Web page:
Avalanche Advisory
Advisory: Logan Area Mountains Issued by Toby Weed for Saturday - December 6, 2014 - 7:09am
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There's a LOW (level 1) danger and the snow is stable on most slopes in the Logan Zone. Exceptions exist, especially possible loose wet avalanches on steep slopes with saturated snow. Use normal caution, continue to use safe travel protocols, and check, carry, and practice regularly with your rescue equipment.

current conditions

This morning at the 8400' Tony Grove Snotel, it's 32 degrees and there's an inch of new snow, and 36 inches of total snow containing 136% of average water for the date. The 9700' CSI Logan Peak weather station is recording south winds, currently averaging a bit less than 20 mph.

The coverage is quite good above around 8000', with the heavy snows from November nicely filling in the rocky terrain. You can ride just about anywhere without sinking in too deeply and you can see the larger protruding rocks, but I found ascending on skis difficult in places because of a slippery rime-crust beneath a few inches of mashed potato-like snow. The snow got pretty moist even at upper elevations yesterday, and we observed both natural and triggered surface sluffs and extensive roller balling in steep terrain. ***Here's my Video Observation from the White's Bedground Area on Wednesday.

Very good coverage for early December in the Bear River Range. Mt. Magog from the South. (12-5-2014)

Be sure your rescue gear is functioning by practicing with it, and force your partners to join in. It is they who will be your best bet for survival if you get caught in an avalanche. The Tony Grove road is not maintained for wheeled travel in the winter!

recent activity

No recent avalanches to report in the Logan Zone.... Visit our Backcountry Observations Page for details

Avalanche Problem 1
type aspect/elevation characteristics
over the next 24 hours

Although certainly not widespread, pockets with heightened avalanche conditions exist, and triggered avalanches are possible in some upper elevation terrain. Loose wet avalanches are possible on steep slopes with saturated surface snow, especially during the heat of midday... Be aware of and avoid steep slopes with terrain traps or trees below.

Extensive natural roller balls and a small wet sluff in west Miller Bowl. (12-5-2014)

There may be very steep isolated slopes on the highest peaks where one could trigger a deeper persistent slab avalanche. Avoid deposits of drifted snow on the lee side of major ridges and areas where snow has been deposited into gullies or below cliff bands by strong winds.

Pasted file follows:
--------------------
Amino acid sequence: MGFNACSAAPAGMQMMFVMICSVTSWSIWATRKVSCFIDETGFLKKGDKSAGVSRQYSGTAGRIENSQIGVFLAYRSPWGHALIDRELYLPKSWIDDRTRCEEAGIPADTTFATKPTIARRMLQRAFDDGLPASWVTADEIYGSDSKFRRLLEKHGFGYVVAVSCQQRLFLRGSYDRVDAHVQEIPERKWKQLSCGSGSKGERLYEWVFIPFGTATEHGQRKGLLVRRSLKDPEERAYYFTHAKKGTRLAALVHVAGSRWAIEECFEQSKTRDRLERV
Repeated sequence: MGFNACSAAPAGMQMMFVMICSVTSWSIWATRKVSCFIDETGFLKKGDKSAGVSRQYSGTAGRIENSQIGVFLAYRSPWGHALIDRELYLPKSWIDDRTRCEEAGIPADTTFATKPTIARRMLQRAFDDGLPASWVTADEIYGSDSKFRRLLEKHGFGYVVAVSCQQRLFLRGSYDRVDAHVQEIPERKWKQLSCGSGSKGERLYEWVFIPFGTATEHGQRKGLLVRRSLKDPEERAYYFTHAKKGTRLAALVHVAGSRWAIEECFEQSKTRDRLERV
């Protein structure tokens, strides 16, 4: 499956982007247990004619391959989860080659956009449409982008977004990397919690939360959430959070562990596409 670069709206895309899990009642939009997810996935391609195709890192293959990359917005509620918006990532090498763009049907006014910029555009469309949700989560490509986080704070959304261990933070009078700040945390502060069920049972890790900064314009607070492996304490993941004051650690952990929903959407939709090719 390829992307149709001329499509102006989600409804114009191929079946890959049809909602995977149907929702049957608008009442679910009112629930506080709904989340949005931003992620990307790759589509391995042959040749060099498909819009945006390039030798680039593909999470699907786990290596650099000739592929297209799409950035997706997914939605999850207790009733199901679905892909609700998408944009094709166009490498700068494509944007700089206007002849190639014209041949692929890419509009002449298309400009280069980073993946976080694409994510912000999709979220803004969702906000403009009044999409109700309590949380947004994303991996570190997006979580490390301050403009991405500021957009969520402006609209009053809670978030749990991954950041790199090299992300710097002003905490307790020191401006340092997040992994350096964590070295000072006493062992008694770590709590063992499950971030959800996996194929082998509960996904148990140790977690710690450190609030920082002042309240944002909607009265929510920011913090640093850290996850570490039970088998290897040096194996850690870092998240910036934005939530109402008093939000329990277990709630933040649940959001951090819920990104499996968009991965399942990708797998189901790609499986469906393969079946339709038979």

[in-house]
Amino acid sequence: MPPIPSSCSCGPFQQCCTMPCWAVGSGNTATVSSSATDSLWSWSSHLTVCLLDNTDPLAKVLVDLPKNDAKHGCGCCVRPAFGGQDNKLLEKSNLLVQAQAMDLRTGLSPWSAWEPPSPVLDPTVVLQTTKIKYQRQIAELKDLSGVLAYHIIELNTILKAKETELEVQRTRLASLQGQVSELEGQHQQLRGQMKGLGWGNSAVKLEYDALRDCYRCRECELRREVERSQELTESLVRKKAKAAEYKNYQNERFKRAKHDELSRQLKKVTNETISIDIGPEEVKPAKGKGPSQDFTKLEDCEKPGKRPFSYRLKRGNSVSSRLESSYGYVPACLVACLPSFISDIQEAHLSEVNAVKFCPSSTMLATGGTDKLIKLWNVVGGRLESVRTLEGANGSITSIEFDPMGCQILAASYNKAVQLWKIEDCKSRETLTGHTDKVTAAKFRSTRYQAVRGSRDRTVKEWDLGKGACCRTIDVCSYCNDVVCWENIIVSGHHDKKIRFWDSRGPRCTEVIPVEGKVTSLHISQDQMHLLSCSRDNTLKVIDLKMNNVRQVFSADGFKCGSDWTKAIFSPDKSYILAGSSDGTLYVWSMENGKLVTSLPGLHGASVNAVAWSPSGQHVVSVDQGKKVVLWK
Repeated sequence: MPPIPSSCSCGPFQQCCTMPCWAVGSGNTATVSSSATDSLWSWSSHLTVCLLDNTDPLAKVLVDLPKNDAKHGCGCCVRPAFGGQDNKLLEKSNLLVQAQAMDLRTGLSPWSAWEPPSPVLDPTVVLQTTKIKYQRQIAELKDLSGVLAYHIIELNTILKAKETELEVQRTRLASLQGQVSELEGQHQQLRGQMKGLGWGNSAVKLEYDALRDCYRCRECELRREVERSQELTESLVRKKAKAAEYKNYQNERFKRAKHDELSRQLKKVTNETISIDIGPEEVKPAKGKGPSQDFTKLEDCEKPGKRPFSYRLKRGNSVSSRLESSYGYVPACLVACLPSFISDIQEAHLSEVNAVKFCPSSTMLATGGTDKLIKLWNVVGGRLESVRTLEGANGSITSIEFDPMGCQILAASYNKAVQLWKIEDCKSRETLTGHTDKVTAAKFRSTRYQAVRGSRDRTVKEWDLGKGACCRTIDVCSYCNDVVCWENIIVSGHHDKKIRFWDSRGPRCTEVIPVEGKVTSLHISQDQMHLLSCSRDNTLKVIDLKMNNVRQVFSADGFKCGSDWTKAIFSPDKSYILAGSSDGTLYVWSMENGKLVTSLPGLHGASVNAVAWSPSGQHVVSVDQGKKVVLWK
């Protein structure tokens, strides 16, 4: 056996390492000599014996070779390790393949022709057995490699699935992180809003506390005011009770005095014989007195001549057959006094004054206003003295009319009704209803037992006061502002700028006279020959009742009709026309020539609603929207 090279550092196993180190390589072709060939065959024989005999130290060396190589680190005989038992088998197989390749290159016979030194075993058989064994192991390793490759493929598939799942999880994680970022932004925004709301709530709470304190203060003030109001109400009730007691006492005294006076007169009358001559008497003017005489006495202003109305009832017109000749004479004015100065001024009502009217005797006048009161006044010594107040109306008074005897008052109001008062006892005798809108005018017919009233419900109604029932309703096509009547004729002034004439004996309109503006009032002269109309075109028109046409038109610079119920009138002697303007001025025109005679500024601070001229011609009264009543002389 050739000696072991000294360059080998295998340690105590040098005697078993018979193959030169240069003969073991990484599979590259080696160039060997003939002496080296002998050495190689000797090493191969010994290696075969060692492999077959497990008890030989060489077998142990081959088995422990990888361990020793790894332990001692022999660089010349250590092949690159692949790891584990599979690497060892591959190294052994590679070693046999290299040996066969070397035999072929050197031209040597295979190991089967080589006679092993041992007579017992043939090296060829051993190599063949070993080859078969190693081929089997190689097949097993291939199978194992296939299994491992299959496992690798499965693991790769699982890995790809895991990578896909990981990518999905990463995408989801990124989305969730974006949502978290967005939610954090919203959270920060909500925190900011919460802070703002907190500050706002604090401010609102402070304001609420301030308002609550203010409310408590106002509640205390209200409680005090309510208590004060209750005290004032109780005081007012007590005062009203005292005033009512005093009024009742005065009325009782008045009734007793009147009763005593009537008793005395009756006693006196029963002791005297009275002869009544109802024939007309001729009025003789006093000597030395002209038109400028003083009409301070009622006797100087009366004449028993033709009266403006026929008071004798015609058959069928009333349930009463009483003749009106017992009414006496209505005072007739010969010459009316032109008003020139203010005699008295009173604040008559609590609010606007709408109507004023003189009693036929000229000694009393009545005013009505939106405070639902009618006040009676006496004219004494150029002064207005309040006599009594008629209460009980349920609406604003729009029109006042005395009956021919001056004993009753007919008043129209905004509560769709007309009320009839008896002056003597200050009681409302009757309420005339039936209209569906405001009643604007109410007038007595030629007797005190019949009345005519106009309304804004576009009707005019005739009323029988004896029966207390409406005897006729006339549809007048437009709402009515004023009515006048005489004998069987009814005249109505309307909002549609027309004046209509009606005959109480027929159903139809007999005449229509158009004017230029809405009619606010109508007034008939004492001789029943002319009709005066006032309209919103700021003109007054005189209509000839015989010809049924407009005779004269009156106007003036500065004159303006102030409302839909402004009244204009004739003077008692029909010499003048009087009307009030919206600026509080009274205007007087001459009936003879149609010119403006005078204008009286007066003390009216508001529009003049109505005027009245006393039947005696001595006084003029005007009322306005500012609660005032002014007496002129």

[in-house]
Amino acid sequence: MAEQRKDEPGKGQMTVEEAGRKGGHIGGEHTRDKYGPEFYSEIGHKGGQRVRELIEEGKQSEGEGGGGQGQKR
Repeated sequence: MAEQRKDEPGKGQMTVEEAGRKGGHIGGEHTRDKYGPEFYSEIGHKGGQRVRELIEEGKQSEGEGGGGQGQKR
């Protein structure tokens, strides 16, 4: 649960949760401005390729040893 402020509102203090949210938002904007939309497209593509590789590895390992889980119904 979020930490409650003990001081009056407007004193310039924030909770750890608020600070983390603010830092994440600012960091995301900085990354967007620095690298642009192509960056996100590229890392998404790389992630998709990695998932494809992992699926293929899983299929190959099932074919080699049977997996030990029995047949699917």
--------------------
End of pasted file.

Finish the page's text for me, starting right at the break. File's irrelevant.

It'll be mostly cloudy, with a 20% chance of snow and a high temperature at 8500' of 38 degrees and a westerly breeze. It'll be partly sunny tomorrow, with temperatures again in the upper 30s and light southwest winds. Similar weather conditions will persist through most of next week, with only a hint of a pattern change and the next Pacific storm and a deep trough of Low Pressure at the extent of the forecast period and a week or so out....

Check out our one-stop weather page........HERE

general announcements

Big THANKS to our support and to YOU for coming to our Pray for Snow fundraiser.     You made the party a huge success!

Backcountry 101 Avalanche Class! Register now for our first on-snow class of the season. Thursday evening December 11 and all day Saturday December 13.   http://utahavalanchecenter.org/classes/backcountry-101-4

You can now receive advisories by email for each region in the state.  Go here for details.

 Get your advisory on your iPhone along with great navigation and rescue tools.......  Utah Avalanche Center mobile app 

Please submit snow and avalanche observations from your ventures in the backcountry HERE. You can call us at 801-524-5304 or email HERE, or include #utavy in your Instagram or Tweet us @UAClogan .   To report avalanche activity in the Logan Area or to contact the local avalanche forecaster call me, Toby, at 435-757-7578.    

I'll regularly update this advisory on Monday, Wednesday, Friday, and Saturday mornings by about 7:30.   This advisory is produced by the U.S.D.A. Forest Service, which is solely responsible for its content. It describes only general avalanche conditions and local variations always exist.